August 3, 2016, by Elizabeth Smith
Why innovation remains misunderstood
Written by Paul Kirkham, Researcher in the field of Entrepreneurial Creativity at the Haydn Green Institute for Innovation and Entrepreneurship at Nottingham University Business School
Let’s examine the barriers to innovation. Research carried out as part of the executive education programme at Nottingham University Business School has revealed an uncanny consensus in this regard, with non-engagement, short-termism, inflexibility, risk-aversion, micromanagement, lack of time, lack of freedom, lack of budget and initiative overload among the factors routinely cited.
To many employees the last of these might well be the most depressingly familiar of all. It’s without doubt among the most alarming and self-defeating. There are numerous stories of initiatives being superseded before implementation has been completed.
This sort of thrashing around may seem inescapable in a world of ceaseless change, but it betrays a basic misunderstanding of the nature of innovation. Novelty for its own sake is no better than paying lip-service to revolution while actually perpetuating muddled inertia.
Organisations that fail to realise this tend towards caution. They reward certainty and punish failure. Some might have lost sight of their raison d’etre, especially if they have multiple divisions whose metrics are far removed from the real bottom line. Some might even be nearing the threshold beyond which renewal is no longer feasible.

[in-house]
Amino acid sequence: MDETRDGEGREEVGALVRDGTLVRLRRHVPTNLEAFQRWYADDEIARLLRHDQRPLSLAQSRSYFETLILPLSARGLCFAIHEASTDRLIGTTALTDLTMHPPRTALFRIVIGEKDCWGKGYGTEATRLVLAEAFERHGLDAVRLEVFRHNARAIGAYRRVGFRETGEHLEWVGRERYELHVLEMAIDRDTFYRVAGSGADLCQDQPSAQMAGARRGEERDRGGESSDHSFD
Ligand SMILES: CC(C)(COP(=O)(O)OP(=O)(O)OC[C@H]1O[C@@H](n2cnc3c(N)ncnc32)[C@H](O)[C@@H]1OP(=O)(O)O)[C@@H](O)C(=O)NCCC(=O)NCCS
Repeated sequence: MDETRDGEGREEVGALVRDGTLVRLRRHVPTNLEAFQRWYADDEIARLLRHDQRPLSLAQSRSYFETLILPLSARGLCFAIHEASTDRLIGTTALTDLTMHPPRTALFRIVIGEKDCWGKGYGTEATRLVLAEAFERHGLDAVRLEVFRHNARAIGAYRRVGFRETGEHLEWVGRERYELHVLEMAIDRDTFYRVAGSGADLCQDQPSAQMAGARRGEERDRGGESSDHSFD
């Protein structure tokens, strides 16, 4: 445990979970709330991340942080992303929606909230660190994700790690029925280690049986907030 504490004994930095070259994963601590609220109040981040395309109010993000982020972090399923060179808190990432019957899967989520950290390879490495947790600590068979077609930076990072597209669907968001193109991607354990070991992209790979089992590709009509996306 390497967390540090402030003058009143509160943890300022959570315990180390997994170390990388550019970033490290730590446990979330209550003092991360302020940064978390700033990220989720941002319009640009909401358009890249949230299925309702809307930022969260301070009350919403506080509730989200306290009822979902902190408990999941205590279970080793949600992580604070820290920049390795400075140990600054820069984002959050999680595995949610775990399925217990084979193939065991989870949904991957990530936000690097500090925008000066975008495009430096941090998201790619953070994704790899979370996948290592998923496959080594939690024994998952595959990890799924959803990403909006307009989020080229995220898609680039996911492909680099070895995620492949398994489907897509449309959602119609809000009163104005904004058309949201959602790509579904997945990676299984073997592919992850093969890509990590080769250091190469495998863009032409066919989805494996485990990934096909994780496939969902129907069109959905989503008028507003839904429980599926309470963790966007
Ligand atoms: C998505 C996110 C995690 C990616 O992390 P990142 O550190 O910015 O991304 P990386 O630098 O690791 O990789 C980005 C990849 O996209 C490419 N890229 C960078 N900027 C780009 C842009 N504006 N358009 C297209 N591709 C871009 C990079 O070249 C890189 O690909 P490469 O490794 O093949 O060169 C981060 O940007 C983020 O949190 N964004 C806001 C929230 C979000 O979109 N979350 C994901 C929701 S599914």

One strategy is to recognise and prepare for the crisis points at which innovation becomes inevitable. Another is to identify, seize on and maximise the myriad opportunities that too often go unremarked and unexploited. We ignore at our peril the possibilities offered by external disruption, new technologies and emerging trends or markets.
Above all, we should keep asking two fundamental questions that frame innovation’s potential as succinctly as anyone could wish:
• What can we do better?
• What can we do differently?
Organisations that are reluctant to confront these crucial concerns find themselves in genuine crisis soon enough and they can count themselves very, very lucky if they escape from it.